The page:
Ngugi wa Thiong’o, acclaimed novelist, essayist, playwright, journalist, editor, memoirist, academic, and social activist returns to the Five College area where he was a distinguished professor in 1991, during his political exile from Kenya. Peter Kimani is a leading African writer of his generation. Born in 1971 in Kenya, he is a faculty member at Aga Khan University's Graduate School of Media and Communications in Nairobi and is currently the Visiting Writer at Amherst College. At this Global Salon, these two preeminent writers form Kenya will discuss their latest novels. Pizza will be served to the first forty participants.
Join Tim Johnson, director, Smith College Botanic Garden and former Head of Preservation at Seed Savers Exchange, for a journey through time as we explore the evolution of seeds and the emergence of the angiosperm (“vessel seeded”) plant lineage. These flowering plants arose some 125 million years ago. Learn about how the humble skill of seed saving changed the course of human history and about the current work being done to preserve both biodiversity and cultural identities in seed banks.
Penelope Tarasuk, Ph.D., author, analyst and training supervisor, will discuss the processes of childbirth and death, the alpha and omega human experiences. Both totally embodied and often nonverbal, these physical experiences utterly impact our lives. As archetypal initiations, these crucial entries and exits set the stage of life and impress the great humanizing core of who we are.
This Smith College Museum of Art program is part of the Mina Cheon artist residency at Smith College March 2–4, 2018 and is offered in connection with the exhibition: "Modern Images of the Body from East Asia" Cheon is a Korean-American new media artist, scholar and educator who divides her time between Korea and the United States. Her political popart, or “Polipop,” draws inspiration from global media and popular culture, intersecting politics and pop art. Cheon’s work ranges from new media, video, installation, performance and public projects to traditional media of painting and sculpture. Free and open to all.
Drawing mostly from the Museum’s collection, the exhibition looks at multifaceted representations of the body in East Asia from the 19th century to the present. The character 体, used in Chinese, Japanese, and Korean languages, serves as the point of departure. First, it refers to the material existence of a person. In an abstract sense, it also connotes substance, form, and organizing principles, often conceived in collective and national contexts. The exhibition explores not only portrayals of physical appearances in East Asia, but also how these images have come to symbolize identities and challenge conceptions of humankind.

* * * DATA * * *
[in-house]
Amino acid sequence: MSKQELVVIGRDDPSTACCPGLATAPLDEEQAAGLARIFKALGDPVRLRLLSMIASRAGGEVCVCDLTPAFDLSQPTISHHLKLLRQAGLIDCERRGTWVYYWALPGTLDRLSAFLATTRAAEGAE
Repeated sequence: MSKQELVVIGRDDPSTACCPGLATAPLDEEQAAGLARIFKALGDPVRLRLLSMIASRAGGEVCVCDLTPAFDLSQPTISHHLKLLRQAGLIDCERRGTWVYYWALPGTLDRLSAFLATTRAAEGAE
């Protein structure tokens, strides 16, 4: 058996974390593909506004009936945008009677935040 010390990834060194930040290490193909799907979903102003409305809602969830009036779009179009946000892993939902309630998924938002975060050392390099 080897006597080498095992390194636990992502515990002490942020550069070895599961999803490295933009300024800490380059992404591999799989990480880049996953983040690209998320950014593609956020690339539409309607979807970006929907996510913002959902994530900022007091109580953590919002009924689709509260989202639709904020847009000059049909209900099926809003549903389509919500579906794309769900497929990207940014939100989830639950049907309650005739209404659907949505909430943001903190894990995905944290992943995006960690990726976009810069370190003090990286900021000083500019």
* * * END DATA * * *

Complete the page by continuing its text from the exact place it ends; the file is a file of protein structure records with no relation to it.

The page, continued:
In a society that privileges white, upper-middle class, heterosexual, able-bodied people, dominant ideologies and people write stories about and for us, without ever asking us to speak. Weaving Voices seeks to share the stories written and told by students of color, to celebrate and honor the labor and struggles that it takes to survive and thrive at Smith. Poets, singers, dancers, musicians, artists - everyone is welcome. We ask that only Smith students of color, traditional and Ada, share their stories as this is a space created specifically for us/them.
Young Thurgood Marshall faces one of his greatest challenges while working as a lawyer for the NAACP. Marshall travels to conservative Connecticut when wealthy socialite Eleanor Strubing accuses black chauffeur Joseph Spell of sexual assault and attempted murder. He soon teams up with Sam Friedman, a local Jewish lawyer who's never handled a criminal case. Together, the two men build a defense while contending with racist and anti-Semitic views from those who deem Spell to be guilty.